I love Hank and John Green from the vlogbrothers YouTube channel. I don’t know how they manage to crank out so many thoughtful videos, but each time I check-in, I’m treated to another video where they somehow connect a thoughtful musing into a reflection of substance.
Feel free to check out the full video of one of Hank’s recent entries “Wrong on the Internet,” but below I have captured some of the interesting points that connected with thoughts I’ve had and resonated with me.
- Layperson epistemology – it’s difficult for the average layperson to make sense of conflicting/contrary pieces of information when the business of the internet is motivated towards churning out content that screams for your attention.
- Similar to the incompleteness theorem, solutions we create for problems will be temporary until we innovate new solutions based on updated information and advances in technology. This can bring about cynicism related to Kuhnian-style revolutions of our worldviews, that problems never seem to go away.
- The internet business is not an information game, it’s a rhetoric game. Rhetoric is the prime mover of information, especially when hard data is absent. You can whinge about how “the other side” is devoid of logic and refuses to see the truth before their eyes, or you can accept this as a fact and play the game to win the rhetoric game.
- Memes (of the information variety, not the funny pictures kind) that make you feel
goodsmug are super dangerous for distracting the issues. Corporations might be the biggest cause of our climate or capitalist problems, but we can’t just immediately remove them and expect all our woes to be solved. The services they provide are still required for society to function.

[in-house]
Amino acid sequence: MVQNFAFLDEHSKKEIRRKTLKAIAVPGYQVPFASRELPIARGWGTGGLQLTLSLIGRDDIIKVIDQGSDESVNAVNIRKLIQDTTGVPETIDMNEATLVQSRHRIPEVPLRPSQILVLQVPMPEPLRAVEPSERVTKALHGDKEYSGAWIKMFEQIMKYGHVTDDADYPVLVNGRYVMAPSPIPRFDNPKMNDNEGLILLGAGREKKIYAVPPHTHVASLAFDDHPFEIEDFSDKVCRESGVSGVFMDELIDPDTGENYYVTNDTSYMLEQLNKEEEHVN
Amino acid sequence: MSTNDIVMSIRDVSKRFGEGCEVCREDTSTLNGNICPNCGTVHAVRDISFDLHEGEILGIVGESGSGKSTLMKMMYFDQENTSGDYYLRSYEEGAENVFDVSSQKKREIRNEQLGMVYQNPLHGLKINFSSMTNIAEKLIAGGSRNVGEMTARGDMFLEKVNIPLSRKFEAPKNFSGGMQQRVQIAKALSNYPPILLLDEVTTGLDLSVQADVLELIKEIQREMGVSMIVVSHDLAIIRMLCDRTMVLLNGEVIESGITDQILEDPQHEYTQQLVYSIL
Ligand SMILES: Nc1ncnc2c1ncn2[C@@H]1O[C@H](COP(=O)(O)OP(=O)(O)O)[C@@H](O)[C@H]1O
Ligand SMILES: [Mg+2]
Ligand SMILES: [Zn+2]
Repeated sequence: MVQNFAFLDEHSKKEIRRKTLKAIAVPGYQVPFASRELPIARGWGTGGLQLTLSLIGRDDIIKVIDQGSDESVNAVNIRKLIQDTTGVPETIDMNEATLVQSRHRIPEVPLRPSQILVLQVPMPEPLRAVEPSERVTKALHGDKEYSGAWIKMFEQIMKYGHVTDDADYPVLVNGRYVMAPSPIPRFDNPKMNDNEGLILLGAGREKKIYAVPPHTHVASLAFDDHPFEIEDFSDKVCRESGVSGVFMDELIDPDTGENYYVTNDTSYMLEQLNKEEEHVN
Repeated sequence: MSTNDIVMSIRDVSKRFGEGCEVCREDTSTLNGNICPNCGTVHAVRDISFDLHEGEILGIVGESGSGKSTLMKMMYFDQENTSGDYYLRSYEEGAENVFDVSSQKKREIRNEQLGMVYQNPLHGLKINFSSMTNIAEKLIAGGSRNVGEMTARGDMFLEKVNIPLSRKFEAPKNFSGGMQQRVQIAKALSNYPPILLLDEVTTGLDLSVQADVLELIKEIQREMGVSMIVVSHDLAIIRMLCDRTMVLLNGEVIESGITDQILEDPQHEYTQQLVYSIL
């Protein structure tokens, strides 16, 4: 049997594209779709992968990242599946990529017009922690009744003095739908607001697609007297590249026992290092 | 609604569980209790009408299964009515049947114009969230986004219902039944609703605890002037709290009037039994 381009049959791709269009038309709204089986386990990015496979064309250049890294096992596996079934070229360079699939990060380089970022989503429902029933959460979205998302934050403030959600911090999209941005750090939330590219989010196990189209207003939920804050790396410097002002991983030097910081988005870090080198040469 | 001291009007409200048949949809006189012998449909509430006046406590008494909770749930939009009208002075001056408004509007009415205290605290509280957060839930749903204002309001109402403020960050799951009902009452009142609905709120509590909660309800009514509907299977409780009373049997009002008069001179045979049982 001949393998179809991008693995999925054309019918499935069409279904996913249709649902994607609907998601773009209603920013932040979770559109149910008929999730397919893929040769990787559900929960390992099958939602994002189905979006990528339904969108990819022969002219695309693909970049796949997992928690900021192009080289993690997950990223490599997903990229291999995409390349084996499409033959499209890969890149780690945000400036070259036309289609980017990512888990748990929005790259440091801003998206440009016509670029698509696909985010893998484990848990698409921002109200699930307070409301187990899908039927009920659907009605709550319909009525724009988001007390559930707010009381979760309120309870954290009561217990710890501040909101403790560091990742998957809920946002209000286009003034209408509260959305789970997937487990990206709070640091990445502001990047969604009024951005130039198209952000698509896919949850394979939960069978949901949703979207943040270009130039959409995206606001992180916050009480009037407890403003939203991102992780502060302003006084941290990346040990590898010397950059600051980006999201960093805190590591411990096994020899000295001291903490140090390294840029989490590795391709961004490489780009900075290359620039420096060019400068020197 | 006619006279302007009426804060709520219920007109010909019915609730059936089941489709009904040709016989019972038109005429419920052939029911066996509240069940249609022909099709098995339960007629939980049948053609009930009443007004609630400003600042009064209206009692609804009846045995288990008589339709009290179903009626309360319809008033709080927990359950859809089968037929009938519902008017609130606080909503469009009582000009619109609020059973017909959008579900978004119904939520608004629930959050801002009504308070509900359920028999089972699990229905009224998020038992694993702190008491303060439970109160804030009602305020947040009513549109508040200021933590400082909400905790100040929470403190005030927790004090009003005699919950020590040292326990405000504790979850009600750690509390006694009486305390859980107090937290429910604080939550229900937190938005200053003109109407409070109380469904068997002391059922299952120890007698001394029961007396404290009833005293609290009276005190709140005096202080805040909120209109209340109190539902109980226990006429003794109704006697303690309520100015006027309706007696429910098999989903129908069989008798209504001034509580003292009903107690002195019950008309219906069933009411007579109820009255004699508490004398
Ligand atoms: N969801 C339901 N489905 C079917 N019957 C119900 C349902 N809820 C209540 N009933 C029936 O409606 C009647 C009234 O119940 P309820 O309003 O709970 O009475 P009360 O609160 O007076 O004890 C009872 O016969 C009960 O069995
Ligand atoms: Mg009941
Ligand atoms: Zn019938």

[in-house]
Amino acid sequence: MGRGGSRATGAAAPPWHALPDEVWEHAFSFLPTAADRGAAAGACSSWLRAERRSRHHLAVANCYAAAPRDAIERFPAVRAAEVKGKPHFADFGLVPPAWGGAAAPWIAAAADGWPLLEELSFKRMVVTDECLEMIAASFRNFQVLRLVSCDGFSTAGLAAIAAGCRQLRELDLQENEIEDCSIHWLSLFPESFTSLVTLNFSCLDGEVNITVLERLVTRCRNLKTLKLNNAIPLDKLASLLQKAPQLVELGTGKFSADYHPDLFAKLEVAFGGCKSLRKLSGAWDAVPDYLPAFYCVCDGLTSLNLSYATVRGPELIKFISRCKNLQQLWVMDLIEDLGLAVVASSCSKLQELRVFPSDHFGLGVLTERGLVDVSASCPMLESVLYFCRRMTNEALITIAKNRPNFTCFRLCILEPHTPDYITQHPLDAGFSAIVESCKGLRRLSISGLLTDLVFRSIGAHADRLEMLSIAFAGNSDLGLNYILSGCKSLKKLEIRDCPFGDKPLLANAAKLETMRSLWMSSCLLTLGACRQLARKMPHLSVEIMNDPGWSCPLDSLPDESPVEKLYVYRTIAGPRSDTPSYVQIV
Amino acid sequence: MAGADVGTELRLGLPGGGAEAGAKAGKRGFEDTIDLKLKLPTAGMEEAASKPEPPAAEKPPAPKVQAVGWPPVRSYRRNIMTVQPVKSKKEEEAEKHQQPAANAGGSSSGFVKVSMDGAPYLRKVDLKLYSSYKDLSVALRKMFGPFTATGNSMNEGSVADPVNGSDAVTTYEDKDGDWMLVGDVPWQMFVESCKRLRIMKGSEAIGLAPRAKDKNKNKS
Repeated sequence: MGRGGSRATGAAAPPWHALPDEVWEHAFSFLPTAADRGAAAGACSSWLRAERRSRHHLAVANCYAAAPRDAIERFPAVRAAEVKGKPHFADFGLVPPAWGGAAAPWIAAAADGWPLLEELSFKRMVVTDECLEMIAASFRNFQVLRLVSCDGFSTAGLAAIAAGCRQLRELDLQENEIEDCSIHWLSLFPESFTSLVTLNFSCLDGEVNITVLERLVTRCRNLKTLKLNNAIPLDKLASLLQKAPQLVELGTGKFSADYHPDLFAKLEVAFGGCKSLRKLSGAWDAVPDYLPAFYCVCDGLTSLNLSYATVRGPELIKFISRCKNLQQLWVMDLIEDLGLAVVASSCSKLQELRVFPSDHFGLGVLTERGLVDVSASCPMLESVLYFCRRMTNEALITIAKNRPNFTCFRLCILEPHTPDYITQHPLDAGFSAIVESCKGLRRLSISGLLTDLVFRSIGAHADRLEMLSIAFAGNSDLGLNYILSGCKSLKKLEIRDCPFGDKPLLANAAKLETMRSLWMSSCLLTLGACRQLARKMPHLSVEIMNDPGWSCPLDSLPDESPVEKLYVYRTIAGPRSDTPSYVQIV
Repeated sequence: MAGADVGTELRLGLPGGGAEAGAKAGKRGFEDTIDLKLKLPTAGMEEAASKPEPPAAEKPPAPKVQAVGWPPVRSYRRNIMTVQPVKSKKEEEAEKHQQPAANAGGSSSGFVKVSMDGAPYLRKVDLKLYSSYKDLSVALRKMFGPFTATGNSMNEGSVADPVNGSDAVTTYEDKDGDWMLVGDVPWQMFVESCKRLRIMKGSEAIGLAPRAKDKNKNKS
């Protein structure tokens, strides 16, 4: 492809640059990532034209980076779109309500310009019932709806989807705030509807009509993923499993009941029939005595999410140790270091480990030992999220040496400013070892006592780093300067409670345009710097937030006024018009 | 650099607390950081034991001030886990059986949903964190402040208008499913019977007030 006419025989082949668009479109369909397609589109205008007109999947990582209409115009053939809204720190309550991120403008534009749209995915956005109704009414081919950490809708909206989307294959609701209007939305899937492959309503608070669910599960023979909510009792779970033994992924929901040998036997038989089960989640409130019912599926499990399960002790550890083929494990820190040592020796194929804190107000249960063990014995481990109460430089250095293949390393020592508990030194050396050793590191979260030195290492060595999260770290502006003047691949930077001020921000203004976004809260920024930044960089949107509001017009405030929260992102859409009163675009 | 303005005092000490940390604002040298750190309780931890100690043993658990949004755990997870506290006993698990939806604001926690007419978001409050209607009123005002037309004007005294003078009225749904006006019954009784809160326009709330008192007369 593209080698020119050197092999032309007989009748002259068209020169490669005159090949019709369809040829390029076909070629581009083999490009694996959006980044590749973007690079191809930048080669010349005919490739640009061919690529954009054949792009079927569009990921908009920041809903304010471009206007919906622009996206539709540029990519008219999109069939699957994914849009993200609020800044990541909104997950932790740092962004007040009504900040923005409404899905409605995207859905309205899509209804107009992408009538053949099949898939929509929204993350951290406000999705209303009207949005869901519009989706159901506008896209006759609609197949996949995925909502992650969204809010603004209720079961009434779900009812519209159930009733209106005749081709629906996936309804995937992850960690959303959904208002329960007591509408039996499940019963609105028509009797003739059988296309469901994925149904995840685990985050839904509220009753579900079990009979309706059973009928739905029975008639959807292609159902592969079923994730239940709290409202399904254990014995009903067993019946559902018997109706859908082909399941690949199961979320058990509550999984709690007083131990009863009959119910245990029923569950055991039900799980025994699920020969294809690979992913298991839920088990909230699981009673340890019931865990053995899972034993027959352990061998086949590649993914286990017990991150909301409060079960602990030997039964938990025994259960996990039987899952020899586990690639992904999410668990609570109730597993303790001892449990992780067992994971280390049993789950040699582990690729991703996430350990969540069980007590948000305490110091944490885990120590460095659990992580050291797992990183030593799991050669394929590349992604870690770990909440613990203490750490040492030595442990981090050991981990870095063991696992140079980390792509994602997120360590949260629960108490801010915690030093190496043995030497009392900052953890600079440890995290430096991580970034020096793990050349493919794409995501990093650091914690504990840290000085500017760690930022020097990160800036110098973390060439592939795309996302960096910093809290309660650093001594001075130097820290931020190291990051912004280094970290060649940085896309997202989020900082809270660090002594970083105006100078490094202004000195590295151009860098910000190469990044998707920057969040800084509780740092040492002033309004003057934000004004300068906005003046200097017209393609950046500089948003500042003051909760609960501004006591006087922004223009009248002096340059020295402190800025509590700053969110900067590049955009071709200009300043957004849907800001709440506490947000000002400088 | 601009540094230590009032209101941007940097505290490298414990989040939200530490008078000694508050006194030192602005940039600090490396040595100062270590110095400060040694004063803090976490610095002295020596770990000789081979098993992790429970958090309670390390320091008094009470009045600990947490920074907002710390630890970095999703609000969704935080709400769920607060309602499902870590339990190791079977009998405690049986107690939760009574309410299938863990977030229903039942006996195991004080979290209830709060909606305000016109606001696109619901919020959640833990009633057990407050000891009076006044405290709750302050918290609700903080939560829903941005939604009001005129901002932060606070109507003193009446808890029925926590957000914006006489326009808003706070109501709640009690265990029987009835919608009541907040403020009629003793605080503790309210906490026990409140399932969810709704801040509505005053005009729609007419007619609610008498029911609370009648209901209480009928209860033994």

- Shifting blame breeds complacency. Instead, personal accountability and action at the individual level are still important.
- A problem well-formed is half solved, but the internet business is not about forming good problems. In our smugness, we play games to win or gain prestige, and so reactions move far quicker and are easier than responses. In order to create well-formed problems, we need to place greater value on responding to solutions, articulating our values, and using tools like science, politics, and economics to optimize according to our values. (h/t to Seth Godin’s thinking that influenced me here)
- On the topic of responding to emergencies (starting at 2:40 of the video), it’s important to remember in our smugness that we are not, in fact, rational creatures.
- The insidious effect of the internet business: “If the tweet makes us feel good, we don’t tend to spend a lot of time doing a bunch of research to tell us whether or not it actually is good.”